Shrinking Budgets Forcing Cuts in Summer-Recreation Programs

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In some urban areas around the country this summer, the signs of fiscal distress may be clearest to those least able to understand them.

Children who last summer may have taken for granted free swimming lessons or the attention of a tennis or art instructor will in some cities have to confront an adult-world recessionary reality: the city can no longer afford to pay for those services.

Budget cuts to municipal summer-recreation programs for children are seemingly widespread, with officials of eight cities--including Atlanta, Boston, New York City, and Portland, Ore.--interviewed last week reporting that shrinking city budgets had forced at least some change in services or in the way they are paid for.

The outlook for program cutbacks is most dismal in New York--where all of the city's summer day camps and supervised playgrounds are slated for cancellation--and in Bridgeport, Conn., which had already virtually eliminated its recreation division even before the city declared bankruptcy this month. (See related story, page 5.)

Elsewhere, summer programs appear to be less threatened, because officials have made a commitment to spare youth services or because preserving programs for thousands of otherwise unoccupied youngsters is deemed a matter of public safety.

Nonetheless, civic belt-tightening nationwide has forced managers to increase or begin charging fees for swim classes and camps, to seek corporate sponsorships, or to just make do with old baseball gloves or rickety table-tennis equipment.

One exception is Washington, where this summer's recreation budget has grown by $1.4 million since last year to more than $4 million, thanks in part to Congressional approval of a larger federal contribution to the city's budget, said Linda Boyd, a spokesman for the city's department of recreation and parks.

A recent evaluation and reassessment of the needs of 12- to 17-year-olds in the city, as well as community recommendations, prompted the creation of more activities, including evening programs such as dances, she said. Nighttime programs, including swimming and basketball, will be "keeping the kids busy," Ms. Boyd said, and insulating them from the city's street violence.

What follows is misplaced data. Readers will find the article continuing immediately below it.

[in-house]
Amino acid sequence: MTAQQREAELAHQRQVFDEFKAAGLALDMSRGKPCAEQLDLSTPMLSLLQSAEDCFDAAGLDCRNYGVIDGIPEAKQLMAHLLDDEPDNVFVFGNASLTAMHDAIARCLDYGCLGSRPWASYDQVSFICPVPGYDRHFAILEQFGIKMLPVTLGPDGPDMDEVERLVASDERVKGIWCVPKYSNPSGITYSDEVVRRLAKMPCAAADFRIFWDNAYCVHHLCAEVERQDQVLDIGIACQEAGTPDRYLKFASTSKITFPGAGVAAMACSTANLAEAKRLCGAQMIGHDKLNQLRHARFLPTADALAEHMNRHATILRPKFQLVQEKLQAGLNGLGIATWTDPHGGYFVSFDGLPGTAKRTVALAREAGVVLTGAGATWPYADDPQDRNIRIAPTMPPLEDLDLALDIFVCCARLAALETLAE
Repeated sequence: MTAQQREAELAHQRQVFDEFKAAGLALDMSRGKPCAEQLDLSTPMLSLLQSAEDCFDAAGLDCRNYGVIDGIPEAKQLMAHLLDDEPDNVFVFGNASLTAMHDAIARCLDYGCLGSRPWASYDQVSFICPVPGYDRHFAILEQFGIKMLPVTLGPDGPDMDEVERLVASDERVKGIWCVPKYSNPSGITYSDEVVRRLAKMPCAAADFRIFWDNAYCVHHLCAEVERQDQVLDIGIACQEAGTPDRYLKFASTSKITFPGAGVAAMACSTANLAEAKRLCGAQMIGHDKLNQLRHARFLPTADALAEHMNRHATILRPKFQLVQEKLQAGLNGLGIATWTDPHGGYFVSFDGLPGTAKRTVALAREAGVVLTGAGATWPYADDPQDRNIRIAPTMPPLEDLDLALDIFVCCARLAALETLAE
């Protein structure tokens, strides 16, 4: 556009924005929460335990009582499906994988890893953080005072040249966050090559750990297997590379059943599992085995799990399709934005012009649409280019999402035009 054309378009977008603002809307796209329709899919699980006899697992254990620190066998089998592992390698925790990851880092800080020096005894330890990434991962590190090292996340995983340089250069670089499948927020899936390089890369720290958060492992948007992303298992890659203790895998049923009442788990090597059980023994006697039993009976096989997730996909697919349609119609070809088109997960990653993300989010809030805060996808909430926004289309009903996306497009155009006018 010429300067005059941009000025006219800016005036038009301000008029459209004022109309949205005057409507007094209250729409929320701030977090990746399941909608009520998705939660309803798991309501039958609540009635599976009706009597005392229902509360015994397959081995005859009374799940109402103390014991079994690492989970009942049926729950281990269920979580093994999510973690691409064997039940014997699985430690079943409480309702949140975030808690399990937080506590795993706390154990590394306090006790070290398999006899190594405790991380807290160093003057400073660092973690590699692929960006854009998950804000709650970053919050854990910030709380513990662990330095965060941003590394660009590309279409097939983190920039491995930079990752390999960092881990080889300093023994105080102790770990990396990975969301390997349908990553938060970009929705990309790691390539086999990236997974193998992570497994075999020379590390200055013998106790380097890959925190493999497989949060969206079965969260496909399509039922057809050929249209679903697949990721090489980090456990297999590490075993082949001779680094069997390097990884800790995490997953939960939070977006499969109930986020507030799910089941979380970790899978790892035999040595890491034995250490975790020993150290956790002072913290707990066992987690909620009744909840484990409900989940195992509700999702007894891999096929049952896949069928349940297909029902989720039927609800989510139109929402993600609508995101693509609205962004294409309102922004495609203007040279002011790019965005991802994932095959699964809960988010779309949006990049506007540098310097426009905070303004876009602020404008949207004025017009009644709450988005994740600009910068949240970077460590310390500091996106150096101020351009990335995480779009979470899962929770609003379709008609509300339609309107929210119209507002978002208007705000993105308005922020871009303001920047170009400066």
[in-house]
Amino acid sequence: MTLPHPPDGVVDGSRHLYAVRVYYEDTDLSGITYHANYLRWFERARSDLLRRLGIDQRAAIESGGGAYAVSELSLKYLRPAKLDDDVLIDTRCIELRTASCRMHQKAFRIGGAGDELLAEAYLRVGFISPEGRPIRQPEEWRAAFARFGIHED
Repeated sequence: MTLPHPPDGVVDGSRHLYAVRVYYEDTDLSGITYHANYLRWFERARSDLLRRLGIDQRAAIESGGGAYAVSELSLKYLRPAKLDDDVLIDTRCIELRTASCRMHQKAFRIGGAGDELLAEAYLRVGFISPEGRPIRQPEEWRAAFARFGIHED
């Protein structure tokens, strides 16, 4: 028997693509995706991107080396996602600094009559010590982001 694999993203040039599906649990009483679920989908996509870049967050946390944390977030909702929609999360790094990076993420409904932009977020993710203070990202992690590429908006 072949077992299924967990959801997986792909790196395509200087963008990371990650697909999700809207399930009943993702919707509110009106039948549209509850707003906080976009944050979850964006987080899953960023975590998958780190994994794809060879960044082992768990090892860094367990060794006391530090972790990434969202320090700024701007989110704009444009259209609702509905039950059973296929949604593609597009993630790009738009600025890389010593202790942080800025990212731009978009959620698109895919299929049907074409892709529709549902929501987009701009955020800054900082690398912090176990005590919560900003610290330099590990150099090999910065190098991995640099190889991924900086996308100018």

Especially given concurrent budget cutbacks in the summer youth-employment program and in summer-school classes, "we needed to strengthen [programs] in that particular age category," Ms. Boyd said.

The city has even expanded its hours of operation for recreation programs, a virtually unheard-of move at a time when other cities are cutting hours as a relatively painless way to save money.

In contrast, Philadelphia's ongoing fiscal crisis means it will open its 80 outdoor swimming pools two weeks late--on July 1--when funding becomes available under the new fiscal year's budget.

The city's cash crunch has left some recreation sites and playground equipment in need of repair, and many of the 700 ball fields are not ready for summer play, said Charles O. Dougherty, administrative-services director for Philadelphia's recreation department.

In addition, over-building and lack of money for repairs have left many of the city's 800 centers in such disrepair that children "take their lives in their hands" by playing in them, according to the city's controller, who this month issued a report critical of the situation.

Some of the centers are so dangerous that at least one child has been killed playing at one, said City Controller Jonathan A. Saidel, and the city recently settled two suits that resulted from incidents at the centers.

In New York City, "recreation is always on the low end of the totem pole," according to William Castro, assistant commissioner for recreation in the city's department of parks and recreation.

Mr. Castro's department is expected to suffer the deepest budget cut of any city agency--a 40 percent decrease--in the coming fiscal year unless the city council orders a last-minute reprieve in the next week or so.